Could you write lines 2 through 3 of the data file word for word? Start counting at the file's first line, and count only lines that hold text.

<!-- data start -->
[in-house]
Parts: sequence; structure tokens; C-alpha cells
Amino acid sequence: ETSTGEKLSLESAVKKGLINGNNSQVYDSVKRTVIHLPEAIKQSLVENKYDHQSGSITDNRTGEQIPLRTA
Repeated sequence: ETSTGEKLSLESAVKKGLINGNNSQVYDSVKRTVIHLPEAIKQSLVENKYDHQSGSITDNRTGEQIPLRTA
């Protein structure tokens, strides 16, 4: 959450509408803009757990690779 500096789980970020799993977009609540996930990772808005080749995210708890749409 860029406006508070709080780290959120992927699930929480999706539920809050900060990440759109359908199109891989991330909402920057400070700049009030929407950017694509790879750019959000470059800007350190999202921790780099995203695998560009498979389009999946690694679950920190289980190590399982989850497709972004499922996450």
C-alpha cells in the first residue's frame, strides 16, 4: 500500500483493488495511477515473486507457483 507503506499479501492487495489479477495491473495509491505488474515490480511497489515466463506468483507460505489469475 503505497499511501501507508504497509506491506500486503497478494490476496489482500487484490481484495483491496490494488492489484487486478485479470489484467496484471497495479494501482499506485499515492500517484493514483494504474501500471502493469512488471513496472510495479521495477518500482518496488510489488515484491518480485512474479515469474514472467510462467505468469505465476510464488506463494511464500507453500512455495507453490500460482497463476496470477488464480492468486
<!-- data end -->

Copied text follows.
Parts: sequence; structure tokens; C-alpha cells
Amino acid sequence: ETSTGEKLSLESAVKKGLINGNNSQVYDSVKRTVIHLPEAIKQSLVENKYDHQSGSITDNRTGEQIPLRTA